The method of using the tool may also include a step of switching between a first mode (e.g., a continuously varying pressure mode), and a second, and/or third mode. For example, the second and/or third mode may correspond to a step-pulse high frequency mode or a step-pulse low frequency mode, as described above. In any mode, the practitioner may monitor the progress of the tool, and may guide the tool up and/or down the subject's back. The practitioner may hold the tool with a loose grip, and may choose to but is not required to apply a great deal of pressure to mobilize and/or manipulate the spinal joint.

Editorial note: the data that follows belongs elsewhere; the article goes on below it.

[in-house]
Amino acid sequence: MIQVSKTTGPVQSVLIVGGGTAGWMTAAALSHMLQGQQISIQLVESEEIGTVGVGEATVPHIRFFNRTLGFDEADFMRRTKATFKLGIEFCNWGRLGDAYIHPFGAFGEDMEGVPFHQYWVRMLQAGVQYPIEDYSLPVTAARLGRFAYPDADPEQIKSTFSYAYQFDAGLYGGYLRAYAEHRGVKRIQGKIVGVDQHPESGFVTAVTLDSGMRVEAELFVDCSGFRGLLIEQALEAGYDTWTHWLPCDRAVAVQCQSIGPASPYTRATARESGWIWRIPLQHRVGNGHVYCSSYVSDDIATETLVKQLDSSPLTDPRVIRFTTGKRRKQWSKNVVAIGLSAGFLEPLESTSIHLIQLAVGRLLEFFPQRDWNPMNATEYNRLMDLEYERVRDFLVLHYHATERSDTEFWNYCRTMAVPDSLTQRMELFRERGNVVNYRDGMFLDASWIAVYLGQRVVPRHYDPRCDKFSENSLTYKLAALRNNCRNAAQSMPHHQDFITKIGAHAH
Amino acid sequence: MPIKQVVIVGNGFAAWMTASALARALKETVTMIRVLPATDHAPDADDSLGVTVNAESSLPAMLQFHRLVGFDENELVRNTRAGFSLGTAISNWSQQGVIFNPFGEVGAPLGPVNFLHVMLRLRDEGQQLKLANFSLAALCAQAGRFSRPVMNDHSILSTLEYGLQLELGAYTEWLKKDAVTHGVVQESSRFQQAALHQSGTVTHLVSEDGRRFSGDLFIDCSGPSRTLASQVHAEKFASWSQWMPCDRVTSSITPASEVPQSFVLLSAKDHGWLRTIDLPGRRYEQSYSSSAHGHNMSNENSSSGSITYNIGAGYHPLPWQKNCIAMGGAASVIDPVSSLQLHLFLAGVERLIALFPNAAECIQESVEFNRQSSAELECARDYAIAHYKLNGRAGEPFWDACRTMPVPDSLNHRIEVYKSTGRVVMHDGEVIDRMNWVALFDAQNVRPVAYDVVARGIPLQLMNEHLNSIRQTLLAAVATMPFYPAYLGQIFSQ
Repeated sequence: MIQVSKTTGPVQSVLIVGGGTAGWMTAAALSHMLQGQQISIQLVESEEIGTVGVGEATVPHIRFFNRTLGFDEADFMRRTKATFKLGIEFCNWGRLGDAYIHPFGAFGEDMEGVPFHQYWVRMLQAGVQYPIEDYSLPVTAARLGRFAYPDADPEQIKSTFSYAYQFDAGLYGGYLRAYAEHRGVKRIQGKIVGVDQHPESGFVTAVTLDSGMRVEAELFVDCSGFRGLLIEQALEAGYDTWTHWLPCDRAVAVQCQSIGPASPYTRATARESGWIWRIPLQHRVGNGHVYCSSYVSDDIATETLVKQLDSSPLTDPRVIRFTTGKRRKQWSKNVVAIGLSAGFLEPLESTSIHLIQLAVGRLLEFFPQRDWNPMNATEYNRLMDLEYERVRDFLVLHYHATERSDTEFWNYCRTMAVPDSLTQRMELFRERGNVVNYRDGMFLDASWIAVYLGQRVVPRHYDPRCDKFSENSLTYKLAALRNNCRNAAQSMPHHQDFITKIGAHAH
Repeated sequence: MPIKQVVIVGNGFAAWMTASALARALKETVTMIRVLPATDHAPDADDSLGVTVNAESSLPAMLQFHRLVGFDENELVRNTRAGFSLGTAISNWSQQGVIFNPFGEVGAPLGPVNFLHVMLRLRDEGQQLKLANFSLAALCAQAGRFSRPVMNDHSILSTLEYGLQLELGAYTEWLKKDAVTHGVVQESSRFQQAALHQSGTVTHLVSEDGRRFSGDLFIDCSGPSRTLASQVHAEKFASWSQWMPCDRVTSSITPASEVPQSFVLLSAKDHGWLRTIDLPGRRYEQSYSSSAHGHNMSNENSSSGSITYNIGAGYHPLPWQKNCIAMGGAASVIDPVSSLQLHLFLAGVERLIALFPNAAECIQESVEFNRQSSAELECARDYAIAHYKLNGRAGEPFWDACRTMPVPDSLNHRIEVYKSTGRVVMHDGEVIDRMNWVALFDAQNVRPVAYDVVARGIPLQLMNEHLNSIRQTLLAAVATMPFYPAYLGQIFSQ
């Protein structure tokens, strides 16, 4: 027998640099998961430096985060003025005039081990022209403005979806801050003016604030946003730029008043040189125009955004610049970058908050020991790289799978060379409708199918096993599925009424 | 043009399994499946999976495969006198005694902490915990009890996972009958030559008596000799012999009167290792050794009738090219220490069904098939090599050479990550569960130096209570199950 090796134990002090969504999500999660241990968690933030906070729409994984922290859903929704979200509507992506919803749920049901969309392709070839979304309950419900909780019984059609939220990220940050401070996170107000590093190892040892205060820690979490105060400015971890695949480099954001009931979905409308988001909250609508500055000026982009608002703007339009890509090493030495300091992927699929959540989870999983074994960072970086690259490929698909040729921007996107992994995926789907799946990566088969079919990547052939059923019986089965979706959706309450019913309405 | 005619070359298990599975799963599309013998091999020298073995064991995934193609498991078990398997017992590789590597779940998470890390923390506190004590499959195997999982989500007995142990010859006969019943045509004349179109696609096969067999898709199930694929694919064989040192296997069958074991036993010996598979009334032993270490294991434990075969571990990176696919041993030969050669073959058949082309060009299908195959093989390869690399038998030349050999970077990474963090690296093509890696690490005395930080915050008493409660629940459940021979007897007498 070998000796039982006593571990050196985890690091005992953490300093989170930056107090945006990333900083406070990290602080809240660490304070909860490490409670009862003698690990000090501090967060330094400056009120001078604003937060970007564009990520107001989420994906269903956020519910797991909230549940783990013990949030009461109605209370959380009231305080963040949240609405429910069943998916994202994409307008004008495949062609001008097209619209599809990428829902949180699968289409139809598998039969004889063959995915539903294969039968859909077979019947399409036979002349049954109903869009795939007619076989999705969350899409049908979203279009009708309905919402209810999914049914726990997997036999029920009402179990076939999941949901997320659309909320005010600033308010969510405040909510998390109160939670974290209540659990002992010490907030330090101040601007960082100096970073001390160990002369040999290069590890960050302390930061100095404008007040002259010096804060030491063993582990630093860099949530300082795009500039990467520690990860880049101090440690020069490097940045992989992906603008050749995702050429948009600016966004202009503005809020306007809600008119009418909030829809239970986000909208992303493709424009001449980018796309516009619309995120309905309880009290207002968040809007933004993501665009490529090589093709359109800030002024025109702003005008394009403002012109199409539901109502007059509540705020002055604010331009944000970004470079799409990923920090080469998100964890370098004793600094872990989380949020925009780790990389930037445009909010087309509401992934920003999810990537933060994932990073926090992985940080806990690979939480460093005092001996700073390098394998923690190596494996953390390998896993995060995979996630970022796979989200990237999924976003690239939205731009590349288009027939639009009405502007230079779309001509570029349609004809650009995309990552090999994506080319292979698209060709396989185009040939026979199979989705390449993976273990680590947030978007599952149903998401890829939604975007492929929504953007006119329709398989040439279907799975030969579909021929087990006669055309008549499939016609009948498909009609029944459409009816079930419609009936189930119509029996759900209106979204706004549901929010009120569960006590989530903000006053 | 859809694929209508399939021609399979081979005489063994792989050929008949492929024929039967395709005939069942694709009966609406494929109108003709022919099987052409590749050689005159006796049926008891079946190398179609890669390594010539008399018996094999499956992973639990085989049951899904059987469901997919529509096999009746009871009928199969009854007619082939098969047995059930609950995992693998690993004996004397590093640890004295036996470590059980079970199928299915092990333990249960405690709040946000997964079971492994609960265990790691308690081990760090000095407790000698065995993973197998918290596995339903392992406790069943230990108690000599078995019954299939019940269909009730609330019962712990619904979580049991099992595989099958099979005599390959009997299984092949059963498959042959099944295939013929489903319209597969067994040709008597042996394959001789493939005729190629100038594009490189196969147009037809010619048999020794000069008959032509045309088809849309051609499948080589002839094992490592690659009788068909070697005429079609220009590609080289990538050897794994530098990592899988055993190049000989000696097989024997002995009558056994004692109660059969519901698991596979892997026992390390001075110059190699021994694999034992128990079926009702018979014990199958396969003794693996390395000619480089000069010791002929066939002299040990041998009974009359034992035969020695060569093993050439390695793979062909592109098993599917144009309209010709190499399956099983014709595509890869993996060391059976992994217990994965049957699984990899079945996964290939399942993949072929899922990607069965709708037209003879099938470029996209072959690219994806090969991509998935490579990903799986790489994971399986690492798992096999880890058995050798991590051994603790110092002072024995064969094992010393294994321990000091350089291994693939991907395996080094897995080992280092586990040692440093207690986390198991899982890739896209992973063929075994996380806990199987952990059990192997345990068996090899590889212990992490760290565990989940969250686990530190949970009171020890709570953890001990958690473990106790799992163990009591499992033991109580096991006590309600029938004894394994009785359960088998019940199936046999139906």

The practitioner may apply a treatment protocol consisting of one or more modes of the tool. For example, one treatment protocol may include starting the treatment by applying the tool in the step-pulse high frequency mode (e.g., an “introductory” or “spasm” mode) for approximately 15 seconds, while running the applicator or the tool up and down the subject's back over the spine. Next, the tool may be switched to a continuously varying pressure mode (e.g., a “recovery” or “reflex” mode) and moved along the subject's back over the spine. The tool may be switched from the continuously varying pressure mode to a step-pulse low frequency mode (e.g., a “mobilization” mode) The step-pulse low frequency mode may mobilize spinal joints. Switching between the modes this way may progressively enhance the flexibility, mobility, elasticity and rebound of the spinal joints being treated. The practitioner may switch between these cyclic modes for as long as he or she feels appropriate. The practitioner may monitor the overall mobility of the spinal joints and may apply more or less treatment to different regions of the spine. At the end of a treatment period, the tool may be switched from the step-pulse low frequency mode into the step-pulse high frequency mode (e.g., for 15 sec), and finally switched off. At any point during treatment, the device may be switched off, or the mode may be manually adjusted or switched. For example, the peak pressure, cycle duration or dwell time may be adjusted for any particular mode. The treatment cycle may last as long or as short as desired. For example, the treatment cycle may last 30 min, 40 min., or longer or less.